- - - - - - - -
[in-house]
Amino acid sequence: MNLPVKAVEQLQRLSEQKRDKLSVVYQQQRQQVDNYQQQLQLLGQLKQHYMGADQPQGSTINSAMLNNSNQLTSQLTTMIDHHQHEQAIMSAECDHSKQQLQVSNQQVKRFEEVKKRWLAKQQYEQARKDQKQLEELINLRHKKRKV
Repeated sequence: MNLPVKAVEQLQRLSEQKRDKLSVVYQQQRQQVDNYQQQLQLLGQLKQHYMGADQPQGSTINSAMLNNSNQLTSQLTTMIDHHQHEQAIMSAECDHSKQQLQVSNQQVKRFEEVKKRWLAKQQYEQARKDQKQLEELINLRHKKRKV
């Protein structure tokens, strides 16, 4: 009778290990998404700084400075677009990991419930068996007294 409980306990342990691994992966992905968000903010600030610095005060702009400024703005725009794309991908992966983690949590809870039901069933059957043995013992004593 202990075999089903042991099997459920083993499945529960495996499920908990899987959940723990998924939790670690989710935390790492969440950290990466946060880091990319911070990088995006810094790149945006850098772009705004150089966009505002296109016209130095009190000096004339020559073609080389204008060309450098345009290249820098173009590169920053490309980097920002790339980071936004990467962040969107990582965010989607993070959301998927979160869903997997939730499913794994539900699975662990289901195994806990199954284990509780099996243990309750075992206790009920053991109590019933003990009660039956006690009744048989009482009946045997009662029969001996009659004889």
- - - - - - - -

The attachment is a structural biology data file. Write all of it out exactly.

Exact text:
[in-house]
Amino acid sequence: MNLPVKAVEQLQRLSEQKRDKLSVVYQQQRQQVDNYQQQLQLLGQLKQHYMGADQPQGSTINSAMLNNSNQLTSQLTTMIDHHQHEQAIMSAECDHSKQQLQVSNQQVKRFEEVKKRWLAKQQYEQARKDQKQLEELINLRHKKRKV
Repeated sequence: MNLPVKAVEQLQRLSEQKRDKLSVVYQQQRQQVDNYQQQLQLLGQLKQHYMGADQPQGSTINSAMLNNSNQLTSQLTTMIDHHQHEQAIMSAECDHSKQQLQVSNQQVKRFEEVKKRWLAKQQYEQARKDQKQLEELINLRHKKRKV
């Protein structure tokens, strides 16, 4: 009778290990998404700084400075677009990991419930068996007294 409980306990342990691994992966992905968000903010600030610095005060702009400024703005725009794309991908992966983690949590809870039901069933059957043995013992004593 202990075999089903042991099997459920083993499945529960495996499920908990899987959940723990998924939790670690989710935390790492969440950290990466946060880091990319911070990088995006810094790149945006850098772009705004150089966009505002296109016209130095009190000096004339020559073609080389204008060309450098345009290249820098173009590169920053490309980097920002790339980071936004990467962040969107990582965010989607993070959301998927979160869903997997939730499913794994539900699975662990289901195994806990199954284990509780099996243990309750075992206790009920053991109590019933003990009660039956006690009744048989009482009946045997009662029969001996009659004889």